Beckham’s time seemed so short, but thankfully forgetting is so long

By Maxi Rodriguez, writing from Los Angeles

It’s a cliché, especially in the sports world, to describe a certain “electricity in the air” surrounding a sporting event. Used to describe everything ranging from the enthusiasm that precedes a Vegas title fight, to the excitement that surrounds certain sports memorabilia conventions (I know, I don’t understand it either.), the idiom is a crutch for the generic sportswriter in the face of stifling deadlines. And yet, after deliberating for hours since the confirmation of David Beckham’s departure from the Los Angeles Galaxy, I’ve yet to come up with a more appropriate way to describe the collective current that passed through the Home Depot Center each time David Beckham touched the ball.

Straddling the border between suburban banality and industrial mire, the Home Depot Center was an odd place to find such a cosmopolitan figure. His time with the Galaxy was similarly at odds, riddled with flaws from the outset. In the early years, intrusive journalists and fragile egos resulted in less than adequate performances for the man charged with spreading the gospel of football to an unwilling nation. Even when the team had developed a certain harmony and success seemed assured, weak knees and a weaker back gave way to the occasionally listless performance.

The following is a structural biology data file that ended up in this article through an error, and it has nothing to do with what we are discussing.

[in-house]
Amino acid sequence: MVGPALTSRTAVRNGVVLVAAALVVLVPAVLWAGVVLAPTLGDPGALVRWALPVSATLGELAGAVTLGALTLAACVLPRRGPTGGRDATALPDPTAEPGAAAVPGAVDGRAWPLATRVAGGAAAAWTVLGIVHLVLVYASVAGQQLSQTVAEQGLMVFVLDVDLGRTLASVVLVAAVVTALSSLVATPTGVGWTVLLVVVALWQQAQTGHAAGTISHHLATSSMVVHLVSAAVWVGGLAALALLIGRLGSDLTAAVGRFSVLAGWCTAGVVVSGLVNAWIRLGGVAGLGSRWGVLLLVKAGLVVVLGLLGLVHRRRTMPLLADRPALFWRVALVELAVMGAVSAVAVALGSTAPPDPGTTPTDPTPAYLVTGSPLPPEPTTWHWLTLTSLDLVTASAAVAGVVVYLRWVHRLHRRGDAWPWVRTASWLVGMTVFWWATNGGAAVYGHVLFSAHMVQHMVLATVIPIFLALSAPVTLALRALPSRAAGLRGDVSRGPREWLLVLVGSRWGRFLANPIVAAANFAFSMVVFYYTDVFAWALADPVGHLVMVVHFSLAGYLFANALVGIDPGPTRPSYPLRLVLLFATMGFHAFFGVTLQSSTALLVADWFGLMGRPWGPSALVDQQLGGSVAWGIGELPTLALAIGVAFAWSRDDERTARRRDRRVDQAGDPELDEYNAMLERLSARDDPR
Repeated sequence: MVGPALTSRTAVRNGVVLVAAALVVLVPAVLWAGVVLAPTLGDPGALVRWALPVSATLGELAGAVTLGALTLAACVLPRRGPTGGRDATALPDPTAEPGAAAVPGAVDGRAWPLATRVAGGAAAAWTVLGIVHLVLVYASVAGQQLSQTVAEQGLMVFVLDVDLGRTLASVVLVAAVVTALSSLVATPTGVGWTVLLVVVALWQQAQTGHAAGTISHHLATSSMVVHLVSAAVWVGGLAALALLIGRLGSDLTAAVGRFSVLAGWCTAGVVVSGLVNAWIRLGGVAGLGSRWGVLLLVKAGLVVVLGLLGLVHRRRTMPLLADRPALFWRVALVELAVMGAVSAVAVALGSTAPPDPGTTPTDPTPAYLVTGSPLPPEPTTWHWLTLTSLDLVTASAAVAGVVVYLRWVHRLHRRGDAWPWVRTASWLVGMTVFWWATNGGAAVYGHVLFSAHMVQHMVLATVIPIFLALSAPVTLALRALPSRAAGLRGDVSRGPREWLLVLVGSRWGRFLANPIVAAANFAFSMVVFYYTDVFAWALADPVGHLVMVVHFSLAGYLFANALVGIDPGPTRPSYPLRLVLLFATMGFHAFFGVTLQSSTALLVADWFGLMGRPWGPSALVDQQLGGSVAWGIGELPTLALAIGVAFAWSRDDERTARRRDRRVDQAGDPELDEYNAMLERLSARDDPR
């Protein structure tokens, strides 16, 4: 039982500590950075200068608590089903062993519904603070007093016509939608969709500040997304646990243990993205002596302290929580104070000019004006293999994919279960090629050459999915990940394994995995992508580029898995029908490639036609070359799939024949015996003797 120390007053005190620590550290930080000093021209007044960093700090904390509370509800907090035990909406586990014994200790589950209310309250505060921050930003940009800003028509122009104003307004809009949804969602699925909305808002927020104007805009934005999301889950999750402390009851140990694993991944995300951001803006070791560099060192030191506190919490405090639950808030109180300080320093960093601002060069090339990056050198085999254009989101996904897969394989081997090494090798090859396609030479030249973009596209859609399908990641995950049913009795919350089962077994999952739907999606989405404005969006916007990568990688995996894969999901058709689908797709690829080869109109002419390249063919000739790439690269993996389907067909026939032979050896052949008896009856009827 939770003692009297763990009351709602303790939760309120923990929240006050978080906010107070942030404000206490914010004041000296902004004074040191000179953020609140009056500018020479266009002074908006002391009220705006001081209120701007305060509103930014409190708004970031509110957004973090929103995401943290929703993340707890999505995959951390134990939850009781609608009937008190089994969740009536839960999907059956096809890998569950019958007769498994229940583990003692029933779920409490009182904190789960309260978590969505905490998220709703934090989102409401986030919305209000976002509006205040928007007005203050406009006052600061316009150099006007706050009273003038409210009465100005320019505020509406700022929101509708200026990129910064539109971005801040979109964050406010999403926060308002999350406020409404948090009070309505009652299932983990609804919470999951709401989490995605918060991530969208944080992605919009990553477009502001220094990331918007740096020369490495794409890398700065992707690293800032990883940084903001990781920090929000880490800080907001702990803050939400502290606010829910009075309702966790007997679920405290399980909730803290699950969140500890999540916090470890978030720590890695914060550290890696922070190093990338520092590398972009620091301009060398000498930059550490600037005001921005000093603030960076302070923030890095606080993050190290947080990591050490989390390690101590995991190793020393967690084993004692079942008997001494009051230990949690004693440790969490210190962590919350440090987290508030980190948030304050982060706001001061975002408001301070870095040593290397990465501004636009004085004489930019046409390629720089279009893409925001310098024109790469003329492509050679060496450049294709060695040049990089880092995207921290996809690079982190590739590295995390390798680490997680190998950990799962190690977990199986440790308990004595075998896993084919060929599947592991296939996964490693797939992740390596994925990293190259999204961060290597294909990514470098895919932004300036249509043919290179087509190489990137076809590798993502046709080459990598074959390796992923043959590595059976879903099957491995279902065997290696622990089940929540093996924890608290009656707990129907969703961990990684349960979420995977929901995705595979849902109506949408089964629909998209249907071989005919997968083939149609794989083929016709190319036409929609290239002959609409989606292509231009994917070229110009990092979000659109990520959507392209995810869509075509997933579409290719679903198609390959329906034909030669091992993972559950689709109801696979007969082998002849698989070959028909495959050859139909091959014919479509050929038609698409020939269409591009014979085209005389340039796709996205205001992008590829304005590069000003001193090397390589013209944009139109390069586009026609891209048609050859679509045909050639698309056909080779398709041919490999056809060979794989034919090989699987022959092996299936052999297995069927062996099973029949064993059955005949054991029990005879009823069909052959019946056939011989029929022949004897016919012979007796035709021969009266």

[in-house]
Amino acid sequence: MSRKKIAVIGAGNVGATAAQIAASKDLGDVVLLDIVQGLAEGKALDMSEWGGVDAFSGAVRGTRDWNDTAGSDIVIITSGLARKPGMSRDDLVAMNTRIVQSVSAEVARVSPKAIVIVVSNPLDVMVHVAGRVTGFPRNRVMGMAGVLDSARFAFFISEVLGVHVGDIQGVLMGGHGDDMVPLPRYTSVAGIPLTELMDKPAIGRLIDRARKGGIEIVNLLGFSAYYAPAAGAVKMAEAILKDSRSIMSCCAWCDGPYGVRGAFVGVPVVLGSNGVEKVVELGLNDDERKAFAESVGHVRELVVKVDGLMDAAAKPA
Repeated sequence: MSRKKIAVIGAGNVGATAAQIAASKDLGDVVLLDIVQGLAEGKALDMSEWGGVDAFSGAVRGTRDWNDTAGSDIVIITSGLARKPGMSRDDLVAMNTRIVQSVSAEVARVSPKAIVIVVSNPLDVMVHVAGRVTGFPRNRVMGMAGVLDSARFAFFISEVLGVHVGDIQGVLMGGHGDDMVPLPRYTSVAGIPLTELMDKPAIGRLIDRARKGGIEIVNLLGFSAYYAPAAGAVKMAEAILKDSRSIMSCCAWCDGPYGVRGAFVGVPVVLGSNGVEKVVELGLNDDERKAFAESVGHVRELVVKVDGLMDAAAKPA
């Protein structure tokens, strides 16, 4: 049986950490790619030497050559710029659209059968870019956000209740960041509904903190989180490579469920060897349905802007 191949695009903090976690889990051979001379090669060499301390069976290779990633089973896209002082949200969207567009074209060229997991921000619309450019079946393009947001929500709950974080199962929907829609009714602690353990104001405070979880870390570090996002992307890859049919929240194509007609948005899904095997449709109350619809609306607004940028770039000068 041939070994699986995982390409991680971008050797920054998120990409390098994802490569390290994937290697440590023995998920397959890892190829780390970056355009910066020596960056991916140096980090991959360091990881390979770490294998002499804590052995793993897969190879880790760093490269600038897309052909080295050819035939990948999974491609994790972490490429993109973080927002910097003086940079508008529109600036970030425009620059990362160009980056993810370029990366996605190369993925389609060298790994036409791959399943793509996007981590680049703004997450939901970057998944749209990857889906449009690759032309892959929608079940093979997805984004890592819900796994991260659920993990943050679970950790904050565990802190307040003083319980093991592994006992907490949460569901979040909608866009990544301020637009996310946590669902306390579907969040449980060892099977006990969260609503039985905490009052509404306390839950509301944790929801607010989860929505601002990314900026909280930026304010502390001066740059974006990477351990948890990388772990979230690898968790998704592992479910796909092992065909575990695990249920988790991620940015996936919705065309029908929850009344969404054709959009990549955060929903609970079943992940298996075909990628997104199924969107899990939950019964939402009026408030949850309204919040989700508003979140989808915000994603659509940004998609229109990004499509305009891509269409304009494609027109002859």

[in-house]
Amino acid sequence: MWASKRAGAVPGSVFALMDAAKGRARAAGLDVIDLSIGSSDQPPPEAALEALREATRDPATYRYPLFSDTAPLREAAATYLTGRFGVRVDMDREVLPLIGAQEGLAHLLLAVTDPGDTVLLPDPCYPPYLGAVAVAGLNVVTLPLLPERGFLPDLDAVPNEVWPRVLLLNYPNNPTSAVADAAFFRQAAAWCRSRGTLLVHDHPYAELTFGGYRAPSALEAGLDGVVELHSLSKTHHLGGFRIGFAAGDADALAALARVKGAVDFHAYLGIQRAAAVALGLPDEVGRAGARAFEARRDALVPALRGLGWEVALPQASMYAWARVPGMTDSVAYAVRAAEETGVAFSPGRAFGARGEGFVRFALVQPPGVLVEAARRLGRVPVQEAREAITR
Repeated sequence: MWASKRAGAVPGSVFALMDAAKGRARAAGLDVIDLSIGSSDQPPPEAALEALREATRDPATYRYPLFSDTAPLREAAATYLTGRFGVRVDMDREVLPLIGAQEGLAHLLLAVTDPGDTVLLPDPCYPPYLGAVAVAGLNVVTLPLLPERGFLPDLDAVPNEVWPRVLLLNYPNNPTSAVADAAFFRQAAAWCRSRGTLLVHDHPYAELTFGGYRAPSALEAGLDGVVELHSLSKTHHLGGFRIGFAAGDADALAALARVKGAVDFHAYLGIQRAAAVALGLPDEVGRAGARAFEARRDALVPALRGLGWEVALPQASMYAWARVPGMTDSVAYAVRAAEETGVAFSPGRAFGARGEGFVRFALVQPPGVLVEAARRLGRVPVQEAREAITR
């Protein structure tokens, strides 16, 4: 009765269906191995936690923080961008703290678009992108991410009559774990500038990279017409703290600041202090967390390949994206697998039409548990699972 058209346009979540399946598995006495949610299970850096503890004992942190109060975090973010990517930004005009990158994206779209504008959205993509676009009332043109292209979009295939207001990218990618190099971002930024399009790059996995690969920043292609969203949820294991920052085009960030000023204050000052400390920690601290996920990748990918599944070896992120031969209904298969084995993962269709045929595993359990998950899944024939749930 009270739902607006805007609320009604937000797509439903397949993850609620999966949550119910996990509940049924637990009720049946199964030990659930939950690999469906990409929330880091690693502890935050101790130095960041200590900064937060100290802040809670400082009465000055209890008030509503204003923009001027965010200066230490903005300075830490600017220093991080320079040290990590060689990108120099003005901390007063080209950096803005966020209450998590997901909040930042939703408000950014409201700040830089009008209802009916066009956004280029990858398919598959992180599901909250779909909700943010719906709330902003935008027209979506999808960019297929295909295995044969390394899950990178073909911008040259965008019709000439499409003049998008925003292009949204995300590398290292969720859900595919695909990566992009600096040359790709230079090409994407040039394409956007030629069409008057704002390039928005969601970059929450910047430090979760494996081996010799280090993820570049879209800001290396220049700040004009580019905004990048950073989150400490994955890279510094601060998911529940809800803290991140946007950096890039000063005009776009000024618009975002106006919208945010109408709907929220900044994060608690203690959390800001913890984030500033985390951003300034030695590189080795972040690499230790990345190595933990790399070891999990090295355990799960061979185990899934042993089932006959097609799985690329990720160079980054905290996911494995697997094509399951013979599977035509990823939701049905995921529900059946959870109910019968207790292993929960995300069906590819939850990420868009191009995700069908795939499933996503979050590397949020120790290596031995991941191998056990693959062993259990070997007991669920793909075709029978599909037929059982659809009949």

Even this season, as the team pulled together after a difficult start and Beckham labored through the summer circuit with an atypical dedication, justifiable concerns over his relative contribution to the team mounted. The struggles should have diminished the aura that surrounded him, but even during the most difficult stretches, the indignation and the disgruntled editorials were always overwhelmed by a persistent sense of anticipation amongst the assembled crowd at the Home Depot Center.

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